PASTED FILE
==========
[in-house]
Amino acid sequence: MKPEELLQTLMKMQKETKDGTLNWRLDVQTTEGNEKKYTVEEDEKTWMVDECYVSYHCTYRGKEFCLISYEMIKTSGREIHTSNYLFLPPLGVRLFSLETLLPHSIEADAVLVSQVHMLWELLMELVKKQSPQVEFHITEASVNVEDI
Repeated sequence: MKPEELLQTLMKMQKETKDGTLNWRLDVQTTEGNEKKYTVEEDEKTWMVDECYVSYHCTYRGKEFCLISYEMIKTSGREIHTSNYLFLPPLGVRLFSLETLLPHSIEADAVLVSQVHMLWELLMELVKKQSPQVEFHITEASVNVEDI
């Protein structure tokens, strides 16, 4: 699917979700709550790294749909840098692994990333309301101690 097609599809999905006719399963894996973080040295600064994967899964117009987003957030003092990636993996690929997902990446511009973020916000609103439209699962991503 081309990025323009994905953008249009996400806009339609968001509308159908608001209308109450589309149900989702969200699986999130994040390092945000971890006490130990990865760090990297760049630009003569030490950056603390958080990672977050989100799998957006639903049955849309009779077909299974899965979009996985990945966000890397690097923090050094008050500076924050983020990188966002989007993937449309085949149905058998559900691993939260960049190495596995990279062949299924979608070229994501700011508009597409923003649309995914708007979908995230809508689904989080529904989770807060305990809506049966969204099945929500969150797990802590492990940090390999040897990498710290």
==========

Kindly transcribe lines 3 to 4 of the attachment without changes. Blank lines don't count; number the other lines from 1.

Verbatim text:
Repeated sequence: MKPEELLQTLMKMQKETKDGTLNWRLDVQTTEGNEKKYTVEEDEKTWMVDECYVSYHCTYRGKEFCLISYEMIKTSGREIHTSNYLFLPPLGVRLFSLETLLPHSIEADAVLVSQVHMLWELLMELVKKQSPQVEFHITEASVNVEDI
């Protein structure tokens, strides 16, 4: 699917979700709550790294749909840098692994990333309301101690 097609599809999905006719399963894996973080040295600064994967899964117009987003957030003092990636993996690929997902990446511009973020916000609103439209699962991503 081309990025323009994905953008249009996400806009339609968001509308159908608001209308109450589309149900989702969200699986999130994040390092945000971890006490130990990865760090990297760049630009003569030490950056603390958080990672977050989100799998957006639903049955849309009779077909299974899965979009996985990945966000890397690097923090050094008050500076924050983020990188966002989007993937449309085949149905058998559900691993939260960049190495596995990279062949299924979608070229994501700011508009597409923003649309995914708007979908995230809508689904989080529904989770807060305990809506049966969204099945929500969150797990802590492990940090390999040897990498710290």